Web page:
Veterinary Blood Banks Keep Supplies Flowing Veterinary Blood Banks Keep Supplies Flowing cover storiesThe history of veterinary blood banking only reaches back a couple of decades.The history of veterinary blood banking only reaches back a couple of decades.veterinary blood banking, veterinary blood banks, blood banks, pet blood bankLori Luechtefeld
For Veterinary Practice News
The history of veterinary blood banking only reaches back a couple of decades. But in that time, it has grown substantially and matured quickly. Today, thousands of veterinarians nationwide rely on commercial and nonprofit blood banks for their transfusion needs.
|Veterinary blood banking industry gains momentum among specialists and general practitioners.|
“Given the level of animal care and increasing technology and therapy options, the demand for animal blood products has risen significantly,” says Ron Harrison, DVM, co-owner of the Veterinarians’ Blood Bank Inc. in Vallonia, Ind. In particular, Dr. Harrison says, his facility has seen a dramatic increase in the demand for feline blood products.
Mark Ziller, president of the Pet Blood Bank in Lago Vista, Texas, says the veterinary blood banking industry continues to gain momentum among both specialists and general practitioners.
“In part this can be attributed to the increased availability of blood products, which has resulted from both the growth of existing blood banks and the emergence of several new commercial blood banks,” he says. “Additionally, more and more veterinarians are gaining exposure to blood banking in veterinary schools and continuing education seminars.”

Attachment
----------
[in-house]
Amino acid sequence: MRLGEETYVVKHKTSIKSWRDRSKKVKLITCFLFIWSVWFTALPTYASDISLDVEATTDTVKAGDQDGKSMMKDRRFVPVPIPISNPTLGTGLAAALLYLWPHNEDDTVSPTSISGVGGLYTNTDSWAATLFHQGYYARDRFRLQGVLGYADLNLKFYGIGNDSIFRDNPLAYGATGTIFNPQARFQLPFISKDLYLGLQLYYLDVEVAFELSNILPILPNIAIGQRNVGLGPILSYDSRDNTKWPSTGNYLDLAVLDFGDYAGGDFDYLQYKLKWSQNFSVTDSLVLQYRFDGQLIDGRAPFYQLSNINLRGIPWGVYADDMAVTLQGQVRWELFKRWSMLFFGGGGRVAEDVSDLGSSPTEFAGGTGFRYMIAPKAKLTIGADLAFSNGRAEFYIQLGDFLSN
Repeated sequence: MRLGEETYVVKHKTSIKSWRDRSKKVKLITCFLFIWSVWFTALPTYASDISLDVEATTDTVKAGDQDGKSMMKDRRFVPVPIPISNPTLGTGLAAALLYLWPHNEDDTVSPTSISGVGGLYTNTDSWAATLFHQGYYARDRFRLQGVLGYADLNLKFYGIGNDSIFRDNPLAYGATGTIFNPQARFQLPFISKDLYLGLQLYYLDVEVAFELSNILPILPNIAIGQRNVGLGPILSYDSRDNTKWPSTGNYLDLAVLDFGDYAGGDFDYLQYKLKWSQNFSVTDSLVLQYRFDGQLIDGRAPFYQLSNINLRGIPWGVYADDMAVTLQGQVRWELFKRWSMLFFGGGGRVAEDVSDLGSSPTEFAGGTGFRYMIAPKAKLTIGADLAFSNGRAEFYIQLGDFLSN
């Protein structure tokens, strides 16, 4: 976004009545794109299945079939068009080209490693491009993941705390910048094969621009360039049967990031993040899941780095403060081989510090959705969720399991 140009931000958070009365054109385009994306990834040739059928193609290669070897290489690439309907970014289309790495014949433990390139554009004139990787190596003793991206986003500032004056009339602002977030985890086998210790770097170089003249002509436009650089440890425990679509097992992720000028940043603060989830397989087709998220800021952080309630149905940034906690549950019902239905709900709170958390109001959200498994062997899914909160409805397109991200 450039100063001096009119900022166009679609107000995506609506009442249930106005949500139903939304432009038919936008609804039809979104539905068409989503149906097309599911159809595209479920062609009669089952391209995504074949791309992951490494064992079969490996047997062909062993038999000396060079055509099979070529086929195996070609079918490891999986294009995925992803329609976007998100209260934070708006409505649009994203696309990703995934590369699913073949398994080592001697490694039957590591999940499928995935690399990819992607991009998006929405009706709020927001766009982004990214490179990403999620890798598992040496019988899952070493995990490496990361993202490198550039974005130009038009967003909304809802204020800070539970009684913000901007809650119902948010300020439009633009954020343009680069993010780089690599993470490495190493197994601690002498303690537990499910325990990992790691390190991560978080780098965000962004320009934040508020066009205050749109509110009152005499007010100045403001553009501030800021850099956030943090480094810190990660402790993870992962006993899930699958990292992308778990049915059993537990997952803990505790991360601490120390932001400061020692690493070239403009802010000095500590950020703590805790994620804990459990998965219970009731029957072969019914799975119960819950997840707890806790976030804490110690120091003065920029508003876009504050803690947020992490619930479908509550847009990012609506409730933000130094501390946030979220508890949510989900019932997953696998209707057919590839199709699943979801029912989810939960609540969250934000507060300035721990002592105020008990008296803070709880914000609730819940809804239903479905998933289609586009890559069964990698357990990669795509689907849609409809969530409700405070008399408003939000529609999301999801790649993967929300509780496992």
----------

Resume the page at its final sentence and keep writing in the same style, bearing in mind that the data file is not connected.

Rebecca Nusbaum, CVT, VTS (ECC), director and donor coordinator at HemoSolutions in Colorado Springs, Colo., says that as pet owners become more aggressive in seeking treatment for their pets, more veterinarians are faced with the need to practice transfusion medicine.
And as a result, the number of practitioners turning to blood banks for their supplies continues to grow.
However, many veterinarians still rely on more traditional means of procuring needed blood.
“A lot of older veterinarians still use employee-owned animals as donors,” Nusbaum says. “The problem is that these animals have most likely not been typed for their specific dog erythrocyte antigen and have not been screened for blood-borne pathogens or parasites.”
Strength in Numbers
One of the most noteworthy changes within the veterinary blood-banking industry is the rise in the number of veterinary blood banks around the country.
Anne Hale, DVM, owner and director of Midwest Animal Blood Services Inc. in Stockbridge, Mich., says that there is now at least one functioning veterinary blood bank in every region of the U.S.